If you are sick, cover your coughs and sneezes with the inside of your elbow or a tissue that is then discarded. Also, don’t go to work, and don’t have your children go to school, when sick.

MORE: Flu season to be worst in a decade

This season, the predominant flu strain is H3N2, a form of influenza A. This flu strain is associated with more severe illness, especially among children and the elderly. This strain is included in this year’s flu vaccine, but viruses can change and this particular strain tends to mutate more than other strains.

The H3N2 strain also circulated during the 2014-2015 season, another severe season for flu.

MORE: 8 things you need to know about this year’s really bad flu season

The flu can have a range of symptoms and effects, from mild to severe and can include sore throat, runny nose, vomiting, and body aches. 

While healthy people — including children — can recover from the flu without problems sometimes, your body may not be able to fight off the flu on its own. (See below for tips on when to go to ER)

For kids already showing flu-like symptomsChildren’s Healthcare of Atlanta suggests contacting or visiting your primary care physician or pediatrician prior to visiting an Emergency Department unless you feel your need is an emergency. In many cases, the flu can be treated at home unless symptoms are severe. Because the flu is a virus, it needs to run its course, which means lots of TLC and rest. At-home flu care tips include:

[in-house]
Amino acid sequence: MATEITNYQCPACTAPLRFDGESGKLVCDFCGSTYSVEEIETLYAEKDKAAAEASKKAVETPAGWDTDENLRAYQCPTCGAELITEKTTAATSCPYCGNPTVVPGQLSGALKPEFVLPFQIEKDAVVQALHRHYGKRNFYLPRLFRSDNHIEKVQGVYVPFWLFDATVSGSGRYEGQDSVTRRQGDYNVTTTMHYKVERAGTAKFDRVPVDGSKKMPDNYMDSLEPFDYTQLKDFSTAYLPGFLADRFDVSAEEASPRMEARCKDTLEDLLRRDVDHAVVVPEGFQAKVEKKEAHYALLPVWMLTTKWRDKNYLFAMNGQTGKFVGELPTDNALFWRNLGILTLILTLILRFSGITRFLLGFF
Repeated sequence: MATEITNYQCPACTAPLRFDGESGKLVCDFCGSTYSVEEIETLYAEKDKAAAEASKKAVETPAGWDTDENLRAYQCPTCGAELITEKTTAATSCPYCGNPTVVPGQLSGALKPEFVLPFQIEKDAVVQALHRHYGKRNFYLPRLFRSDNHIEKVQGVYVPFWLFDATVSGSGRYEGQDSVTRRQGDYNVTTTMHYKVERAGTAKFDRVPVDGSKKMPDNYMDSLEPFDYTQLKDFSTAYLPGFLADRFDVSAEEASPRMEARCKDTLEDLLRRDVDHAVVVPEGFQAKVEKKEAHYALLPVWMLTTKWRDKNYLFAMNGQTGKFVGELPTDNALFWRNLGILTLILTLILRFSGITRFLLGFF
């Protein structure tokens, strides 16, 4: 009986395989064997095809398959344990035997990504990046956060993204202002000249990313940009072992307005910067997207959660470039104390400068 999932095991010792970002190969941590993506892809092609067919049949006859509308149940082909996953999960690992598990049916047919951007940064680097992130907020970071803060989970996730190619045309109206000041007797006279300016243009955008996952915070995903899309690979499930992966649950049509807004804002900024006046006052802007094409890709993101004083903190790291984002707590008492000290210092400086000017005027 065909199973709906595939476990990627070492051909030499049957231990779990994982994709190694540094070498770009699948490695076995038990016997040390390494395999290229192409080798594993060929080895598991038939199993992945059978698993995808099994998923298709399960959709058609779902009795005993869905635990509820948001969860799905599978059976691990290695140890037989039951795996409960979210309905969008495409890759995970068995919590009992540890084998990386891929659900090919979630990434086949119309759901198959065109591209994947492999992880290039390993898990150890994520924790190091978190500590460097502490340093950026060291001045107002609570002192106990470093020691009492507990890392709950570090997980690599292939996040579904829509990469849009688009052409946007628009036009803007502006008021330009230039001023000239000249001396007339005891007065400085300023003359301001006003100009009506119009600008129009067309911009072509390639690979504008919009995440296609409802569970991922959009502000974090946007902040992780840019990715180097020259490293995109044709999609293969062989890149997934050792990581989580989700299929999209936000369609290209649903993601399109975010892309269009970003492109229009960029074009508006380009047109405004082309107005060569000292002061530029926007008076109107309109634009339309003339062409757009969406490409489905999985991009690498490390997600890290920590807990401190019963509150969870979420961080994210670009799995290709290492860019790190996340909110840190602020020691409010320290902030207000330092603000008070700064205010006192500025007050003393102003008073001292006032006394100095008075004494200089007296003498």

Children's ibuprofen or acetaminophen (Advil or Tylenol) can be given to help reduce fever and ease body aches. Remember, aspirin and aspirin-containing products should not be given to children or adolescents who have flu-like symptoms, unless instructed by a physician to be given for other medical reasons.

Offer plenty of fluids to help prevent dehydration -- soft fruits, blended frozen juice drinks, and ice pops can also be given if your child gets tired of water.

Encourage rest and couch time. 

A humidifier in your child's room can help break up nasal and chest congestion.

Visit choa.org/flu for more information.

When to seek immediate medical attention:  

In many cases, simple home remedies including drinking plenty of water and other clear liquids to prevent dehydration, and resting at home is all you need to recover from the flu. But there are times when the flu can lead to serious complications, and medical attention is needed. The following signs may indicate that your body may not be able to fight off the flu on its own:

Difficulty breathing

Chest or stomach pain

Dizziness or lightheadedness

Severe vomiting

These red flags are the same for adults and children. However, with sick kids, seek emergency medical treatment when the following takes place: 

Fatigue or irritability that does not respond to consoling

Confusion or headache that doesn’t go away

Neck stiffness 

Back pain or weak legs or feet. 

Severe muscle pain and/or red urine. 

MORE: Children’s Healthcare of Atlanta chart to help decide whether your child needs to see a doctor for the flu.